Customer Reviews for

The Key To The Grave (The Price of Freedom, #2)

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  • Posted November 15, 2010

    more from this reviewer

    A lot of fun!! Highly recommended.

    Although I thoroughly enjoyed this book's prequel ("The Last King's Amulet") and recommended it highly, I did suggest that it ended too abruptly. Upon hindsight, and having now had the pleasure of reading "The Key to the Grave," I think it would have been more accurate to say "The Last King's Amulet" was something akin to a great Chinese dinner: thoroughly delicious but for some reason not totally satisfying. My hunger pains have now been fully satiated! "The Key to the Grave" is the equivalent of a 7-course feast and "The Last King's Amulet" was but a teasing appetizer to whet the appetite. Taken together, one has no grounds for any complaints and should be fully satisfied. I strongly encourage the author to merge both books into one because neither is well served without the other (my fear would be that "The Key to the Grave" might not be as well received as it deserves if read without the advantage of first having read TLKA.). I praised Chris Northern for his character development in TLKA but it's in this sequel that he really demonstrates the fullness of his talent for characterization and nuanced development. Sumto, as I said before in my earlier review of the first book, was redeemed by his self-awareness, among other things, but in "The Key to the Grave" he matures even more beautifully. In this book we see Sumto's earlier sardonic wit and hedonism ripen into a mature and well reasoned pragmatism as his irresponsible preference for the easy way out is replaced by a warrior's commitment to values beyond one's own immediate self-interest. In this sequel, Sumto's amorality is replaced with a moral awareness (in one example he denounces slavery in a world clearly not yet having gone through such enlightenment) and his innate cleverness is morphed into a richly nuanced intellectualism and wisdom. I especially enjoyed how Sumto respected and then came to deeply love Jocasta and, in the end, found it remarkable that after fighting so savagely for her he had the wisdom and reserve to allow her to claim a far different destiny than the one his own dream envisioned. This ending left me somewhat conflicted because the feminist in me wanted to applaud Jocasta on one level while the romantic in me wanted to kick her in the butt and ask her what the hell she was doing... and do you know why? Because (and this is telling) by then I had fallen in love with Sumto and thought Jocasta was making a grave mistake. To me this is the proof of Northern's success -- having first found Sumto somewhat shallow and juvenile I now found him quite manly in all the best ways and in that regard he became attractive to me. Perhaps in the next book (which I would encourage the author to write) we'll learn more about Jocasta's reasoning and whether it was wise. I hope so anyway because as full as this meal made me, I could still be talked into dessert. (Maureen Gill, author of "January Moon") [PS to Northern: I'd still like to see you write historical fiction!]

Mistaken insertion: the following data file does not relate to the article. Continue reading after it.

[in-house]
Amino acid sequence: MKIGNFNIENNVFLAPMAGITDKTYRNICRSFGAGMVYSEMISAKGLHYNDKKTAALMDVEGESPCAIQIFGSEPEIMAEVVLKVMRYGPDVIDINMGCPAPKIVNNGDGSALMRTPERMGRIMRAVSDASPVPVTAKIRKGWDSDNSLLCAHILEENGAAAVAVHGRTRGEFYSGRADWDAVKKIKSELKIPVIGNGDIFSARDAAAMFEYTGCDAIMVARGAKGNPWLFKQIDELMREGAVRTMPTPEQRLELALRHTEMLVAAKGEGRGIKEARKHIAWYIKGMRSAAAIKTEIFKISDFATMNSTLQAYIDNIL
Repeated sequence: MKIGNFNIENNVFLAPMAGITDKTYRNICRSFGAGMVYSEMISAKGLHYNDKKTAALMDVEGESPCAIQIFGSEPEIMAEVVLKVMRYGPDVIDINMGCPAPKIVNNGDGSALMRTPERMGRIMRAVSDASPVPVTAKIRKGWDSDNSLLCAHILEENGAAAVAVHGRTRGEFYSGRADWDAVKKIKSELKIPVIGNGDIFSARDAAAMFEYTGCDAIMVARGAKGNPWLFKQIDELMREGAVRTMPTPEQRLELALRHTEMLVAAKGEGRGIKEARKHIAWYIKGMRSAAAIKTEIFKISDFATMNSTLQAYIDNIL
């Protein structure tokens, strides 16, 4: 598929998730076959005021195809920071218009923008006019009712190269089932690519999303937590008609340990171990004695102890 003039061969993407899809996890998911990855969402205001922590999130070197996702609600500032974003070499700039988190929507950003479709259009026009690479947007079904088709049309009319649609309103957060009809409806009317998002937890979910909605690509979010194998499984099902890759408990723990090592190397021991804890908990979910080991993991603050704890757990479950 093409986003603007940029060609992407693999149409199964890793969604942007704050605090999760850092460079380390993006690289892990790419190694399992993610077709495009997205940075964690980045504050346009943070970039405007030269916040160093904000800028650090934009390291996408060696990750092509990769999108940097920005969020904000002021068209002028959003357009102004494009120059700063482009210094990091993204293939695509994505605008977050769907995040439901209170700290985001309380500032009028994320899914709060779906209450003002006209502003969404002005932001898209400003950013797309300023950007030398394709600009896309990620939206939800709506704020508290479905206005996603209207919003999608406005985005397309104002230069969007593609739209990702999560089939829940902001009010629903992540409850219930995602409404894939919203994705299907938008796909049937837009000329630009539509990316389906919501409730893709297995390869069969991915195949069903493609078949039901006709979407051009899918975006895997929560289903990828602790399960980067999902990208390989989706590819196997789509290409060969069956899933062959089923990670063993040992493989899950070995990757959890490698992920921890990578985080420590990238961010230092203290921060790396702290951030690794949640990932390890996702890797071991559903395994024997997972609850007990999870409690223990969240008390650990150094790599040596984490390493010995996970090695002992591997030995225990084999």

2 out of 3 people found this review helpful.

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  • Anonymous

    Posted October 6, 2012

    Very enjoyable

    I really enjoyed these books. The first one got me hooked and I just can't wait to see what happens to Sumto next. Aside from some slight editing issues these books are really well written and engaging.

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